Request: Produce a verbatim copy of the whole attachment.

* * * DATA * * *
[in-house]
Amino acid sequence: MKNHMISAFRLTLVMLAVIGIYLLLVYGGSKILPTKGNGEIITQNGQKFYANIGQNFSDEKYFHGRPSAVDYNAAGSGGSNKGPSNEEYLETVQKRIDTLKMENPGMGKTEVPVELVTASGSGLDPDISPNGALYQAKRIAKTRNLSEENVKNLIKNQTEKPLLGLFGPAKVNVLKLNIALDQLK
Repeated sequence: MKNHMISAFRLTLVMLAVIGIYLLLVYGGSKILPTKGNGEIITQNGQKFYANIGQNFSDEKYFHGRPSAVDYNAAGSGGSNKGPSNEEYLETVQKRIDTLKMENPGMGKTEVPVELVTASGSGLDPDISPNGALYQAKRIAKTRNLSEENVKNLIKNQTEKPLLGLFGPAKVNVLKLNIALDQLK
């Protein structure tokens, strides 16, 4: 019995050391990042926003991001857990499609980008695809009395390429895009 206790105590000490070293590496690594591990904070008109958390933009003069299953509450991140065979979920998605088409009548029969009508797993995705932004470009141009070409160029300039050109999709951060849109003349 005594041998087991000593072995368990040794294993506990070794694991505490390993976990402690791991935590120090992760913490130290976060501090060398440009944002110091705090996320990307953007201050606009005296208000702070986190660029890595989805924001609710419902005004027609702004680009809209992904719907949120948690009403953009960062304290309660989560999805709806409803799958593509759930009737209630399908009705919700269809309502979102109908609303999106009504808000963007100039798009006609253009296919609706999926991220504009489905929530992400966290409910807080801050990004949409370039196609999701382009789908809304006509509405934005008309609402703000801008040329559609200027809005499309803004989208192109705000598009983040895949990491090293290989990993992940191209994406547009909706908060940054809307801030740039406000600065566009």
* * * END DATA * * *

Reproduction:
[in-house]
Amino acid sequence: MKNHMISAFRLTLVMLAVIGIYLLLVYGGSKILPTKGNGEIITQNGQKFYANIGQNFSDEKYFHGRPSAVDYNAAGSGGSNKGPSNEEYLETVQKRIDTLKMENPGMGKTEVPVELVTASGSGLDPDISPNGALYQAKRIAKTRNLSEENVKNLIKNQTEKPLLGLFGPAKVNVLKLNIALDQLK
Repeated sequence: MKNHMISAFRLTLVMLAVIGIYLLLVYGGSKILPTKGNGEIITQNGQKFYANIGQNFSDEKYFHGRPSAVDYNAAGSGGSNKGPSNEEYLETVQKRIDTLKMENPGMGKTEVPVELVTASGSGLDPDISPNGALYQAKRIAKTRNLSEENVKNLIKNQTEKPLLGLFGPAKVNVLKLNIALDQLK
């Protein structure tokens, strides 16, 4: 019995050391990042926003991001857990499609980008695809009395390429895009 206790105590000490070293590496690594591990904070008109958390933009003069299953509450991140065979979920998605088409009548029969009508797993995705932004470009141009070409160029300039050109999709951060849109003349 005594041998087991000593072995368990040794294993506990070794694991505490390993976990402690791991935590120090992760913490130290976060501090060398440009944002110091705090996320990307953007201050606009005296208000702070986190660029890595989805924001609710419902005004027609702004680009809209992904719907949120948690009403953009960062304290309660989560999805709806409803799958593509759930009737209630399908009705919700269809309502979102109908609303999106009504808000963007100039798009006609253009296919609706999926991220504009489905929530992400966290409910807080801050990004949409370039196609999701382009789908809304006509509405934005008309609402703000801008040329559609200027809005499309803004989208192109705000598009983040895949990491090293290989990993992940191209994406547009909706908060940054809307801030740039406000600065566009």